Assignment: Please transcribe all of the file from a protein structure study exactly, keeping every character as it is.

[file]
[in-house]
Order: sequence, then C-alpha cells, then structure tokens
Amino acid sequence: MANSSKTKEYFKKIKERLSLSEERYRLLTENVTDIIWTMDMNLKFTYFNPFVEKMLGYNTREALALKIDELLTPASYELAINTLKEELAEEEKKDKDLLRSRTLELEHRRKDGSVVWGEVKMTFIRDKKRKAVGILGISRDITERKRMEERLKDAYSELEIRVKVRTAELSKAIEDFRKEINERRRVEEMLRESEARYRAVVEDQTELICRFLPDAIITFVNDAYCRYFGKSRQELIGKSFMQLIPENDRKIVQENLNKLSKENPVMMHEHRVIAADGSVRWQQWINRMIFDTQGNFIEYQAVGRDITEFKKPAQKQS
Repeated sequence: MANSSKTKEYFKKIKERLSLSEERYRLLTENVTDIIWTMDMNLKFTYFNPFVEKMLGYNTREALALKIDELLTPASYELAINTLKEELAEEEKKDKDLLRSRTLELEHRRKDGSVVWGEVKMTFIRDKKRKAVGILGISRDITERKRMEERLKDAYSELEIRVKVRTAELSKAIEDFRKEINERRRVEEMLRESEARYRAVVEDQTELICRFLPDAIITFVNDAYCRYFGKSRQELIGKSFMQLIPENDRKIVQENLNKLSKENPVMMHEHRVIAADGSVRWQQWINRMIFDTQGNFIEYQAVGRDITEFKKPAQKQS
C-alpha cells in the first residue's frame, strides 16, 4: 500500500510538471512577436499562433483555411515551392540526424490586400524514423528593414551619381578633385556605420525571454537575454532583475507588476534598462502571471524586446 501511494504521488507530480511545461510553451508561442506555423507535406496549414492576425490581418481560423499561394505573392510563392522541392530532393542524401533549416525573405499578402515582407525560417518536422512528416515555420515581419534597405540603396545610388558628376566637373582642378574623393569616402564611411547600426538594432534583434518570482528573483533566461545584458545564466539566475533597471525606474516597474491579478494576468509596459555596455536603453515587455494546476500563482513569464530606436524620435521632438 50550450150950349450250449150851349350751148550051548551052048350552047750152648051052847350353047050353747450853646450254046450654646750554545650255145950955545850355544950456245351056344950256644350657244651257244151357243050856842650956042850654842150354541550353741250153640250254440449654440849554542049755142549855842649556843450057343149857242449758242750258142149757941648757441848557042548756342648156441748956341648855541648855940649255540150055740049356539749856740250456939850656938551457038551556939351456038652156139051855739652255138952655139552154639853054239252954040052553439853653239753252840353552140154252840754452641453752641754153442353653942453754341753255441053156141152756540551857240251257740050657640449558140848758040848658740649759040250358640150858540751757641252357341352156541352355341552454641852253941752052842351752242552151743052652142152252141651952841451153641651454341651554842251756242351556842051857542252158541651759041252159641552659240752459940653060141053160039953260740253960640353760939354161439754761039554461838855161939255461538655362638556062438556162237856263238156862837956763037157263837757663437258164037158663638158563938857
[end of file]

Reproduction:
[in-house]
Order: sequence, then C-alpha cells, then structure tokens
Amino acid sequence: MANSSKTKEYFKKIKERLSLSEERYRLLTENVTDIIWTMDMNLKFTYFNPFVEKMLGYNTREALALKIDELLTPASYELAINTLKEELAEEEKKDKDLLRSRTLELEHRRKDGSVVWGEVKMTFIRDKKRKAVGILGISRDITERKRMEERLKDAYSELEIRVKVRTAELSKAIEDFRKEINERRRVEEMLRESEARYRAVVEDQTELICRFLPDAIITFVNDAYCRYFGKSRQELIGKSFMQLIPENDRKIVQENLNKLSKENPVMMHEHRVIAADGSVRWQQWINRMIFDTQGNFIEYQAVGRDITEFKKPAQKQS
Repeated sequence: MANSSKTKEYFKKIKERLSLSEERYRLLTENVTDIIWTMDMNLKFTYFNPFVEKMLGYNTREALALKIDELLTPASYELAINTLKEELAEEEKKDKDLLRSRTLELEHRRKDGSVVWGEVKMTFIRDKKRKAVGILGISRDITERKRMEERLKDAYSELEIRVKVRTAELSKAIEDFRKEINERRRVEEMLRESEARYRAVVEDQTELICRFLPDAIITFVNDAYCRYFGKSRQELIGKSFMQLIPENDRKIVQENLNKLSKENPVMMHEHRVIAADGSVRWQQWINRMIFDTQGNFIEYQAVGRDITEFKKPAQKQS
C-alpha cells in the first residue's frame, strides 16, 4: 500500500510538471512577436499562433483555411515551392540526424490586400524514423528593414551619381578633385556605420525571454537575454532583475507588476534598462502571471524586446 501511494504521488507530480511545461510553451508561442506555423507535406496549414492576425490581418481560423499561394505573392510563392522541392530532393542524401533549416525573405499578402515582407525560417518536422512528416515555420515581419534597405540603396545610388558628376566637373582642378574623393569616402564611411547600426538594432534583434518570482528573483533566461545584458545564466539566475533597471525606474516597474491579478494576468509596459555596455536603453515587455494546476500563482513569464530606436524620435521632438 50550450150950349450250449150851349350751148550051548551052048350552047750152648051052847350353047050353747450853646450254046450654646750554545650255145950955545850355544950456245351056344950256644350657244651257244151357243050856842650956042850654842150354541550353741250153640250254440449654440849554542049755142549855842649556843450057343149857242449758242750258142149757941648757441848557042548756342648156441748956341648855541648855940649255540150055740049356539749856740250456939850656938551457038551556939351456038652156139051855739652255138952655139552154639853054239252954040052553439853653239753252840353552140154252840754452641453752641754153442353653942453754341753255441053156141152756540551857240251257740050657640449558140848758040848658740649759040250358640150858540751757641252357341352156541352355341552454641852253941752052842351752242552151743052652142152252141651952841451153641651454341651554842251756242351556842051857542252158541651759041252159641552659240752459940653060141053160039953260740253960640353760939354161439754761039554461838855161939255461538655362638556062438556162237856263238156862837956763037157263837757663437258164037158663638158563938857